UPDATE 3: The American Alliance of Museums has sent me its statement (soon to be posted online), which very closely tracks the Association of Art Museum Directors’ statement. But it does not include AAMD’s threat of “censure and/or sanctions.” As the National Academy and Delaware Art Museum debacles illustrate, such threats are not much of a deterrent to museum boards and administrators who are desperate for a quick financial fix.
UPDATE 4: Save the Art—Save Berkshire Museum, the citizens’ group opposing the sale, issued this statement:
We continue to oppose the sale and the unrestricted use of the resulting funds. We deeply regret the the judge’s decision to disregard the public trust and the importance of future consequences from this sale on public collections. As a group, we will make a more detailed statement after meeting in person to consider the loss to our community, the impact from the results of this decision and future actions.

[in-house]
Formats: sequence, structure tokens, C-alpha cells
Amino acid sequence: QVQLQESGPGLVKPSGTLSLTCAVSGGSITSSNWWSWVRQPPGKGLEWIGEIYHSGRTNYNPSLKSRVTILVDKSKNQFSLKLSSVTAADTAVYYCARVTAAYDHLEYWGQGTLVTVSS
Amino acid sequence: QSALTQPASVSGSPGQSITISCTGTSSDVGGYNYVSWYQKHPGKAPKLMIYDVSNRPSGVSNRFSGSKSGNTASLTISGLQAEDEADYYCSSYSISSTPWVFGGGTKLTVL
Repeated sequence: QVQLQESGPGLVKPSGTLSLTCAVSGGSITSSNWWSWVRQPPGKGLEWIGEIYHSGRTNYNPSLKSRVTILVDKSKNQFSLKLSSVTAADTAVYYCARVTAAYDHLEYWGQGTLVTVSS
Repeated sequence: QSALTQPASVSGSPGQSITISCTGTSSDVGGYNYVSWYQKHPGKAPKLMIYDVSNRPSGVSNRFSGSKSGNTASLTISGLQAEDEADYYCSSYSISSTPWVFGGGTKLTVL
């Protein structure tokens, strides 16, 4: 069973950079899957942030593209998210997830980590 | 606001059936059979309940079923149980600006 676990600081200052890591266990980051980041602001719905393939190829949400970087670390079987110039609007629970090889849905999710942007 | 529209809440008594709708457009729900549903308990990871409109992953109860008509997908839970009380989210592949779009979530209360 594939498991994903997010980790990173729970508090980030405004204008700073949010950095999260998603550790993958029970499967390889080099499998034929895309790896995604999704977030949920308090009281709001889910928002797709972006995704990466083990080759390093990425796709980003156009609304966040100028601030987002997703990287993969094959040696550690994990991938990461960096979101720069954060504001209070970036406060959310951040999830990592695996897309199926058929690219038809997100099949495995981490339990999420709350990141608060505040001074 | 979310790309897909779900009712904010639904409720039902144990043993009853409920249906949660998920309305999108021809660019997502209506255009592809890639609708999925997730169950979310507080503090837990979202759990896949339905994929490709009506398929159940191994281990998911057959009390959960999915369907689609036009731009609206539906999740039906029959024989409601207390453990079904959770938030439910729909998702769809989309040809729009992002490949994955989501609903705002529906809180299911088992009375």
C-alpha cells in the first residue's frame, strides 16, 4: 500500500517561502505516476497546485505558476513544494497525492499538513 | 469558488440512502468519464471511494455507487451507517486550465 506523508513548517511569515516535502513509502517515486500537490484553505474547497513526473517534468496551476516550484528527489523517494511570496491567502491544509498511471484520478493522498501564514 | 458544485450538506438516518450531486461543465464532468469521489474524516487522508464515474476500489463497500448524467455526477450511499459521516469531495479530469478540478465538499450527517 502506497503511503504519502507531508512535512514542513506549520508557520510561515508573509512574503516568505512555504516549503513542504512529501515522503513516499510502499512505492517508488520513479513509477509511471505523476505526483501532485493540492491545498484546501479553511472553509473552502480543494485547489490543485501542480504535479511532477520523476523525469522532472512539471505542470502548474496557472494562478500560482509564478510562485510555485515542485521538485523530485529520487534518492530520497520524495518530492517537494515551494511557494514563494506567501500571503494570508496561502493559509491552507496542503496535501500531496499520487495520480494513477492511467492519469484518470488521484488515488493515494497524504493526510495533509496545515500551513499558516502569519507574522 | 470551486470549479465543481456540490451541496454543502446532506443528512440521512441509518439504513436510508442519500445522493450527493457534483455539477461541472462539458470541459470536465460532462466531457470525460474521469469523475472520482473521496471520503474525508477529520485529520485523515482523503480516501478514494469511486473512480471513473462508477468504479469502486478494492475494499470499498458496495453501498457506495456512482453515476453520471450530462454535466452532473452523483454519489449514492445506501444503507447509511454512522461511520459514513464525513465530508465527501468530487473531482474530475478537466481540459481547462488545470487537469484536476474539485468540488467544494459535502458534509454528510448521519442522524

UPDATE 5: And this from the public servant who has let down the public, Massachusetts Attorney General Maura Healey (via her spokesperson):
We are pleased that today’s decision will help to ensure that the Berkshire Museum can continue to fulfill its broad mission for Pittsfield, Berkshire County, and the general public, preserves “Shuffleton’s Barbershop” for public view, and reaffirms the Attorney General’s role in protecting charitable missions and restrictions. It is critical that charities are transparent and accountable to the public—and ultimately, to the courts [emphases added].
So the AG’s involvement was all about being “transparent” in blithely betraying the public trust and the museum’s benefactors. Notwithstanding the sanctimonious lip service, this was not, by any stretch of the imagination, about “protecting…restrictions.”
It was about circumventing them.